Tonight I feel like plunging right into a big old hornets' nest. I'm going to talk about religion, a topic I usually like to stay away from in this blog. I don't write these posts because I want to be controversial or get under people's skin; I'd rather be entertaining, intentionally or otherwise. And frankly, I'd rather write about myself than about Big Issues like religion. I'm shallow that way.
The great thing about taking on this subject, however, is that in doing so I can express what I believe without having to claim expertise in anything except my own faith. That is what's so appealing about faith in general. It is - or should be - very personal. Let's face it, the know-it-alls just mess it up for the rest of us. So I'm going to profess my faith, which I freely admit is a mishmosh of Roman Catholicism, existential philosophy, feminism, and a dash of misanthropy.
I believe in God. Sorry, Stephen Hawking: Even if, as you headline-grabbingly asserted in your latest book, the universe was capable of spontaneously generating itself without a divine spark, I still call shenanigans on your conclusion that God doesn't exist because He isn't necessary. In my own infinitesimally small corner of the universe, He's necessary to me. After thousands of years of science, philosophy, and wild-ass guesses, there are still mysteries in the universe - big cosmic ones like "what exists past the edge of existence?" and small personal ones like "why do I always have to do the right thing?" I don't have the answers, and since I cannot know, I must believe. I believe there are forces at work that govern our minds, shape our environment, and form patterns where otherwise there would seem to be chaos. I can't see those forces, and I don't understand them. But I accept their existence, and I choose to collectively call them God.
I believe that Jesus was the Son of God. Why not? He was at least a great philospher, an influential spiritual leader, and a good guy. I will accept that God sent Him to us as an emissary to keep our hearts and minds focused on the greater good and obedient to His benevolent will. (Yes, I believe that God's will is benevolent, and none of this nonsense about vengeance or other oligarchal thinkspeak.) I will also accept that not everyone believes the same thing, and I will further accept as valid the beliefs of other faiths with regard to saviors, emissaries, prophets, and the like. I know, I know: Them's excommunicatin' words. So be it. I prefer my faith without a hard crunchy outer shell of ideology. I don't believe these things out of a need to be right, but to feel more at ease with so often being wrong.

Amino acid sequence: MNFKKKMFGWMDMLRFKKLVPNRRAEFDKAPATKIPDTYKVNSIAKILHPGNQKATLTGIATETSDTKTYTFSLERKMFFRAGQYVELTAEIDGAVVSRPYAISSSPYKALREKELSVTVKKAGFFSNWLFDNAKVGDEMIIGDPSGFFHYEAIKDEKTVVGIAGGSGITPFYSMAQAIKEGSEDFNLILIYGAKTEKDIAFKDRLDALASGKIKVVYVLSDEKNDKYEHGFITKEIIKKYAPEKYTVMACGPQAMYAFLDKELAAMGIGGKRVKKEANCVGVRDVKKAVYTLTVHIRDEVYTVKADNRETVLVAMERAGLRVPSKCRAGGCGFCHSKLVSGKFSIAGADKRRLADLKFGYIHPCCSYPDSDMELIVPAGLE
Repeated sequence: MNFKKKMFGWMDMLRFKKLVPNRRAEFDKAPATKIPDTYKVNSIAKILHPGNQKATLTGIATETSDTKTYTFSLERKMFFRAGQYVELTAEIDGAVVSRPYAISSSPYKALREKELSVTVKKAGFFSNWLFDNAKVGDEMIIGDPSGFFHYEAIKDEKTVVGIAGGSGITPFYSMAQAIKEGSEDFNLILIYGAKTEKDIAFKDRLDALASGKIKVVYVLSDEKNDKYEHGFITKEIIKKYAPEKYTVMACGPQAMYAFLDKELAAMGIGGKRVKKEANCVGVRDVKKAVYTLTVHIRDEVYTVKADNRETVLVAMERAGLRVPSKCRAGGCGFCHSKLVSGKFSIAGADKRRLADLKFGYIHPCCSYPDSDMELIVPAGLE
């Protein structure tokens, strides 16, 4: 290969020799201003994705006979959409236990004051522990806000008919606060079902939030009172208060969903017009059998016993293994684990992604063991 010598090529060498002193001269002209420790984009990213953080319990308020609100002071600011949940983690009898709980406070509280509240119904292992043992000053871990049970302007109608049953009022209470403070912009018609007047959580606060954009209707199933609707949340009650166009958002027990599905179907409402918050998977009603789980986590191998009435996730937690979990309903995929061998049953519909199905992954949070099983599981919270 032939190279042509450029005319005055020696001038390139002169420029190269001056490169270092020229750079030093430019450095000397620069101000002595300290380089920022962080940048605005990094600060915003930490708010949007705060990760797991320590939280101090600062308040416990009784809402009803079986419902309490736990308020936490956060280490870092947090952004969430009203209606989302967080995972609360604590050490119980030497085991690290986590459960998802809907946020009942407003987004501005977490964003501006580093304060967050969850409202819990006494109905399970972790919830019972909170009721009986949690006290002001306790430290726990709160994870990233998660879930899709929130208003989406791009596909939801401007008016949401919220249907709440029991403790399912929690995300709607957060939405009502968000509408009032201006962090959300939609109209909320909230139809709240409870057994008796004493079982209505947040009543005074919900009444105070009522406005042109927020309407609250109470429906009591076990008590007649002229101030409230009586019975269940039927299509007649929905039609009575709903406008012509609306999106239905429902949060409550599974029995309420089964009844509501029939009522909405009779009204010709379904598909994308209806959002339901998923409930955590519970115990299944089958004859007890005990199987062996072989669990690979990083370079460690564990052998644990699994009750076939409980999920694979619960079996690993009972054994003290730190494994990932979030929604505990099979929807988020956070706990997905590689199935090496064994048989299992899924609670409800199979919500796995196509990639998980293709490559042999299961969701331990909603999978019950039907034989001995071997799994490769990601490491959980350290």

I believe that the Bible is a great work of literature. It tells wonderful stories, it records a number of very important sociocultural myths, it preserves for history the customs and social structures of its time, and it contains a lot of really good advice, along with some that is irrelevant if not outrageous. (Beat your kids and stone your wife? Really?) I do not know if it's the divinely inspired word of God - although I don't doubt that some of its authors were inspired by their faith - and I don't believe that complete and literal adherence to its teachings is required. I think it's far more likely that the early Church found it handy to present the Bible as a rulebook in order to maintain control and promote conformity in its members; the larger and potentially more diverse the Church grew, the more advantageous it became to codify philosophy into religious doctrine. Sorry, but I enjoy reading the Bible. I don't enjoy being bludgeoned with it.
I believe that churches are important social institutions. They're community centers; they're launching pads for education, activism, and charitable works; they're a public forum where shared beliefs and commitment to good can thrive and be affirmed. At their best, churches are safe, welcoming, and nourishing of mind, body, and soul. At their worst, they are a physical manifestation of an institutional mindset: rigid, exclusionary, patriarchal. I believe a church that advertises itself loses all credibility, and a minister who becomes a household name is a hypocrite. My faith doesn't involve worshiping buildings or people.
Finally, I believe that religion has been used to justify and perpetrate every form of evil that it claims God Himself deplores, from bigotry to greed to murder. I think there are truly bad people in the world (and have been throughout history), and many of them have cloaked themselves in religion to carry out their evil deeds. Those people make it harder for the rest of us to have faith - I don't know about you, but evil makes me feel scared, small, and powerless. I continue to believe because I want to know that the world can be better, that I can be better, and that those two things are related. All the rest is just the Seven Deadly Sins trying to their best to take over and screw up the cosmic balance.
Pardon my mixing of spiritual traditions. Some would call that heresy. Let 'em believe what they want to believe. It's all good. I believe that.